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I recently was nominated co-maintainer of this GPL library https://github.com/coq-community/corn

It does not use a copyright transfer agreement, historical authors are listed as copyright holders by their names at the beginning of each file, in the GPL license notice, as in this file https://github.com/coq-community/corn/blob/master/reals/Cesaro.v

My question is : must I ask permission to all these authors (there are 19) when I fix a bug, develop, or even delete parts of their code ?

This is a git repository so nothing is lost. Any user has access to all previous versions, knows exactly who wrote each line of code and when, so it looks in agreement with the modified works in the GPL :

For both users' and authors' sake, the GPL requires that modified versions be marked as changed, so that their problems will not be attributed erroneously to authors of previous versions.

It also looks compliant with section 5. Conveying Modified Source Versions.

It this interpretation of the GPL correct, or is this library frozen until the 19 of them give me written permission to modify their code ? This will never happen, some of them no longer respond about this project.

Edit: my modifications are not private. I plan to push them publicly in the github repo, so they will become the first version that people see when they open the repo.

  • GPL doesn't ask for such notification. What you do in private is your own business. It does ask that if you distribute further, recipients get the code (and notes stating there where changes to the original). – vonbrand Feb 20 at 11:46
  • @vonbrand I will distribute further, by pushing in this repository that I now co-maintain. – V. Semeria Feb 20 at 11:53
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is this library frozen until the 19 of them give me written permission to modify their code ?

They have already given you written permission concretely by attaching the terms of the GPL to their work. As long as it is reasonably clear that these authors intended to publish their work under the GPL, you may use it under those terms, which include the freedom to make modifications and publish them under the GPL.

In fact, even the (non-GPL) requirement of needing to notify authors about modified versions (let alone get advance permission) is outside the "Desert Island" test of the Debian Free Software Guidelines.

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  • Thanks. How about the GPL requirement that "modified versions be marked as changed" ? Is the git history of commits enough to mark such changes ? – V. Semeria Feb 20 at 9:18
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    @V.Semeria: Generally, the "mark as changed" requirement is satisfied by adding a copyright line with the current year and your name. But the history in a version control system (like git) could also be used as an external record. – Bart van Ingen Schenau Feb 20 at 12:03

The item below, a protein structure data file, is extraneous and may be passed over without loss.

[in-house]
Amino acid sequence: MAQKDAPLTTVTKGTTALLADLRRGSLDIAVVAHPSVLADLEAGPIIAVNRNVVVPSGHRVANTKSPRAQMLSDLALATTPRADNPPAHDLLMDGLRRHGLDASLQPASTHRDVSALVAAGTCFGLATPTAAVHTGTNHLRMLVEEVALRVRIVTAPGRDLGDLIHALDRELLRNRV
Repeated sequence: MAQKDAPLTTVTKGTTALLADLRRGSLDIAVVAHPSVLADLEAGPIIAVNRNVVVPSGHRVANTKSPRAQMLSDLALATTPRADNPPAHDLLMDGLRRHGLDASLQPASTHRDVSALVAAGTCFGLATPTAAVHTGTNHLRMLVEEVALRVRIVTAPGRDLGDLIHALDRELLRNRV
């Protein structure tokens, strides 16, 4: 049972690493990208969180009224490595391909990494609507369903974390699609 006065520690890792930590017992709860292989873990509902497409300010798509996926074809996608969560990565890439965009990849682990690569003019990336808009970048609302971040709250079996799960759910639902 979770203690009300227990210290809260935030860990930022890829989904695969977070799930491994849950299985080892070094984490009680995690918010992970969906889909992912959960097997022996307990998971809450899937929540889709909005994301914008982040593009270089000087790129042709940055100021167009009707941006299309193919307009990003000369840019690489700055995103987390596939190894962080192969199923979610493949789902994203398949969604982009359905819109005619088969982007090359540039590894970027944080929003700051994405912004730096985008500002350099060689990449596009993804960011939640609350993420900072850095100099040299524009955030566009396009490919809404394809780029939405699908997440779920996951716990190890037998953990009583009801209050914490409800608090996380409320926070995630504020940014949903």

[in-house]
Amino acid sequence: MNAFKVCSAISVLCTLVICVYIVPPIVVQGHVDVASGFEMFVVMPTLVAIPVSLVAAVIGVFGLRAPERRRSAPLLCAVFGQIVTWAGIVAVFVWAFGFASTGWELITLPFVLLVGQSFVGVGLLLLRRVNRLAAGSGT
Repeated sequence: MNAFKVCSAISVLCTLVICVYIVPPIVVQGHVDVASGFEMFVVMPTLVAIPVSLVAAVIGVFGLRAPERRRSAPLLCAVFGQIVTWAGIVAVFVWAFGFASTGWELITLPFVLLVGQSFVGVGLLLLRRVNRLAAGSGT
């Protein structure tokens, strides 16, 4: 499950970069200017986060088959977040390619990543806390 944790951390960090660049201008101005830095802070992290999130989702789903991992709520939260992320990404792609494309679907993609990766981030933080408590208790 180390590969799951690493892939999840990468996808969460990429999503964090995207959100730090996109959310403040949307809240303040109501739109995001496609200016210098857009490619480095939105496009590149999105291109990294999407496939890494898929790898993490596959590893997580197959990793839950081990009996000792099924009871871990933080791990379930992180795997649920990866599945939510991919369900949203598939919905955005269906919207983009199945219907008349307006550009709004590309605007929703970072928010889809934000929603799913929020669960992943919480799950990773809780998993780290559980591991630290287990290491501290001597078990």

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If you needed permission to do what the GPL says that you can do, then it would not say that you can do anything.

I recommend that you start by reading the Free Software definition (this is relevant to all Free Software licences). Extract next:

A program is free software if the program's users have the four essential freedoms: [1]

  • The freedom to run the program as you wish, for any purpose (freedom 0).
  • The freedom to study how the program works, and change it so it does your computing as you wish (freedom 1). Access to the source code is a precondition for this.
  • The freedom to redistribute copies so you can help others (freedom 2).
  • The freedom to distribute copies of your modified versions to others (freedom 3). By doing this you can give the whole community a chance to benefit from your changes. Access to the source code is a precondition for this.

A program is free software if it gives users adequately all of these freedoms. Otherwise, it is nonfree.

Then read the appropriate version of the GPL.

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My question is : must I ask permission to all these authors (there are 19) when I fix a bug, develop, or even delete parts of their code ?

Legally certainly not, since the GPL allows you to do that.

Socially, as a courtesy, you might inform (once in a while) the authors that you modified it. There are likely to be happy of that and grateful.

Personally, I feel honored when someone just reads the GPL code that I wrote (professionally, e.g. GCC MELT or Bismon, or personally as a hobby e.g. RefPerSys or just manydl.c). By past experience, this does not happen often. I even feel very proud when someone compiles the GPL code that I wrote.

The Coq community is in practice mostly made of academics (I happen to attend several INRIA seminars mentioning Coq proofs). These people are likely to feel happy if you told them that you did read their papers or their code.

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